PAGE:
Indeed they were. John/Charles Price and Charles Day were one and the same. The reason for the deception was that Day’s wife knew nothing of the boys’ existence, and even more explosive, their mother was her cousin, Sarah Peake. Furthermore, Day’s assistant and confidente in all of this was none other than his wife’s sister. The boys may later have known their father’s identity, and that they were illegitimate, but they maintained the secrecy and kept it from their own children. Illegitimacy was seen as a shameful stain on the character until very recent times.  

Their identities emerged only because the will was subject to lengthy litigation, in which Henry, Alfred and Edmund Price of Regent’s Park are sometimes named among the many respondents. Along with several other possibilities, I had even wondered whether they might be the three natural sons, but they were almost impossible to trace. Price is a very common name, and where I did seem to find them they appeared to be associated with Peakes rather than Days. You would have to be an unusually obsessive genealogist to delve into an ancestor’s brother’s wife’s cousins.

When Neil contacted me, I said he needed to look at the court papers at the National Archives. I had only seen newspaper reports. The initial case concerned an unscrupulous attorney who had attempted to write himself into the will as co-Executor on highly favourable terms, but this was ruled invalid. He contested the ruling, resulting in the boys being named, but their mother’s identity was never revealed. The ramifications went on for decades and the case became celebrated for its length and complexity. Dickens used it as the model for the case of Jarndyce v Jarndyce in ‘Bleak House’, in which he pokes fun at the Court of Chancery, its lawyers and the enormous costs involved.  

The Court papers provide a window into the lives of Day and his family, and how the three boys were hidden from Day’s wife, the rest of the family, the prying public, and the shame of illegitimacy. This, and how the firm of Day and Martin built up their business and became so successful, is a tale of Regency London, ruthless competition, inspired marketing, shameless counterfeiting, an eligible heiress and a vacuous playboy, and no end of other fascinating and entertaining detail.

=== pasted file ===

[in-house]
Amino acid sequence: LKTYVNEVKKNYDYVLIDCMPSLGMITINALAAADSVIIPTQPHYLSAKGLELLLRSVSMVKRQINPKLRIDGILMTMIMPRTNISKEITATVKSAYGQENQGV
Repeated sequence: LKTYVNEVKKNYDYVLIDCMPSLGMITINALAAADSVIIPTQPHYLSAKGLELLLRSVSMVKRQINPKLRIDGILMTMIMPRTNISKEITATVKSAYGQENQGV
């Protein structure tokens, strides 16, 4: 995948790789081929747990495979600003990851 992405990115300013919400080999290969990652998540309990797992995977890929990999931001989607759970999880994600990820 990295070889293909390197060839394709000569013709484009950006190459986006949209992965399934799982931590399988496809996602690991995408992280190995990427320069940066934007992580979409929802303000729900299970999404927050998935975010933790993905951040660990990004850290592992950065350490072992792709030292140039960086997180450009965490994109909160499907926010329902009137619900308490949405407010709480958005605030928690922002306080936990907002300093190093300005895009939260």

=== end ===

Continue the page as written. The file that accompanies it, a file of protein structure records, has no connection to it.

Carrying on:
One uncanny coincidence was this. For his last two decades, Charles Day was blind. You can see this in the portrait on the cover of Neil’s book. One of Day’s many acts as a benefactor was to found a charity called The Blind Man’s Friend. Eventually, the charity and the portrait passed to the Clothworkers’ Company. Neil Price, during his working life, sat through many meetings in the Clothworkers’ Hall, never aware that, there, all the time, on the wall above, the portrait of his mysterious great-great grandfather, John Price, i.e. Charles Day, had been watching over him.  

If anyone is interested in Neil's book I can pass on his contact details if you email me via my profile page. 

Tuesday 17 October 2023


In answering the question on Yorkshire Pudding's blog: "How much money have you got stashed away in your house and where exactly do you keep it?", I said none because my wife puts it in the didlum. Did anyone know what I was talking about? It's all right. I'm used to it.

When I was little, my mother paid each week into Nanna Fenwick's didlum. Nanna Fenwick (that's Fenwick with a voiced W) was a fearsome but trustworthy woman who lived across the back lane. Her didlum started each year around the beginning of February, and if you paid in, say, ten shillings a week, you would have about £20 when it paid out in time for Christmas. You only got back what you paid in, without interest, but it was safe from the temptation of a tin on the mantlepiece. I don't know how many people paid into her didlum, but I suppose Nanna Fenwick put it all in the Post Office and got a bit of interest herself for running it, not that there was much interest to be had anywhere then.

I guess they are too posh to have any didlums in Sheffield.

Monday 9 October 2023

Hello, Cheeky!

Do you ever wake up in the night giggling uncontrollably about something remembered from long ago?